Turn Your Accent into an Asset – New Event

A free workshop will be offered on January 11, 2010 for people who speak with a foreign accent and would like to be more intelligible in American English.  Check out our Events Page for more information.

Posted on 17 December 2009 | Category: Accent, General


Code Switching

You do not have to inspire large groups of people, speak poetically, or weave elaborate stories in order to be an effective communicator.  The results of our daily interactions are a better measure of our ability to communicate.  One aspect of communication that most of us use is called code switching.  This is the ability to alternate between languages, dialects, and communication styles to fit the audience or situation.  


Conversations can be altered entirely or within sentences.  Alterations can be made to vocabulary and grammar, as well as to nonverbal aspects of comunication like voice, articulation, and body language.  The most obvious situations where this strategy is used are among multi-lingual and multicultural societies, such as the United States. Check out this YouTube video about how advertisers are using code switching to sell their products.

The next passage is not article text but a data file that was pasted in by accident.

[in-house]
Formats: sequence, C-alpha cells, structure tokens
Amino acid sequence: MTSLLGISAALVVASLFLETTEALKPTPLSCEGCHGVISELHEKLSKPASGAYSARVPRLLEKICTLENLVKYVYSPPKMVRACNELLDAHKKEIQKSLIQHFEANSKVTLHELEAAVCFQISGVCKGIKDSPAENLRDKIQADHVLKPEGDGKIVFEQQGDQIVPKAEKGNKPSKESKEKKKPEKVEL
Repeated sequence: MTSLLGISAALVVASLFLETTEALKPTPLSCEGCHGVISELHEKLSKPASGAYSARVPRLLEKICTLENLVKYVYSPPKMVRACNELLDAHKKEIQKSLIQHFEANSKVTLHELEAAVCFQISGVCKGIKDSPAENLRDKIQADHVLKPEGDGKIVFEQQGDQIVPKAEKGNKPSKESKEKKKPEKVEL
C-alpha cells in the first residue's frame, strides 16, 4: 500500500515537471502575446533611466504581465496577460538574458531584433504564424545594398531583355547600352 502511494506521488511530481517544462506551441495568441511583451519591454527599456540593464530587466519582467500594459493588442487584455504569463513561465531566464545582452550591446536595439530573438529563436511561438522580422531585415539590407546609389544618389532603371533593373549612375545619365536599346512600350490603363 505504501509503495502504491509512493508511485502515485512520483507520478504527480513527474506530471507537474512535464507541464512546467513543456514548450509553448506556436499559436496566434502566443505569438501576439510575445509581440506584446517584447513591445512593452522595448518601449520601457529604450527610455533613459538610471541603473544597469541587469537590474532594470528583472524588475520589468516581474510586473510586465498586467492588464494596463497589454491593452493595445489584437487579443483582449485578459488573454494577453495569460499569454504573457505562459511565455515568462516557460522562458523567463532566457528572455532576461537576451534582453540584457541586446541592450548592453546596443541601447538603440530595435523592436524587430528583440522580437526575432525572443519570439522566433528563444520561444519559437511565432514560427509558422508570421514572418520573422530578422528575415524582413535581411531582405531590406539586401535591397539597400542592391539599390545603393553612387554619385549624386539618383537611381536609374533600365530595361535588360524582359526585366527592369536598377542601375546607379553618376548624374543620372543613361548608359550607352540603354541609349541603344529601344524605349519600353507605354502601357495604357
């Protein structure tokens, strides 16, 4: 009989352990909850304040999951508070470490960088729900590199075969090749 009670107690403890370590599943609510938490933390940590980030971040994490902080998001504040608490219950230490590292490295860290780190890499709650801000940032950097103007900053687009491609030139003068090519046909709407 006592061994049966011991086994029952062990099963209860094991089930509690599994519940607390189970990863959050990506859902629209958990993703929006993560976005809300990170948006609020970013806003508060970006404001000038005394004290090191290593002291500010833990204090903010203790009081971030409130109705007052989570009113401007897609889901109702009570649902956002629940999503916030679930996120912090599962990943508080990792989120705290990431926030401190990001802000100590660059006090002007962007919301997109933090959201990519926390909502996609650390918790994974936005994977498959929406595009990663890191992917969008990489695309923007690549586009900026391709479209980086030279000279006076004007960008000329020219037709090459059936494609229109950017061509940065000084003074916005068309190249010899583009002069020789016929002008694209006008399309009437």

Sometimes code switching can lead to funny situations:  If you have spent time with family or friends who communicate differently than your professional associates, you are likely to bring words and sounds particular to that experience back to work with you.  One time I was checking out after an appointment.  There were papers to sign and dates to confirm and when we were finished, I said in a chirpy, peppy voice with a bright smile, “All done?”  This came directly from my experience as a new mom…the sleep deprivation also contributed.


During training, clients will make faster progress if they primarily use their target communication style.  This may mean limiting their native language use and code switching behavior.  However, this is not always possible or desirable.  It is important for each person to make conscious choices about how they want to communicate in different situations;  important but challenging.


How do you use code switching?  Have you seen others effectively (or ineffectively) use code switching?

Posted on 8 December 2009 | Category: Accent, Communication, General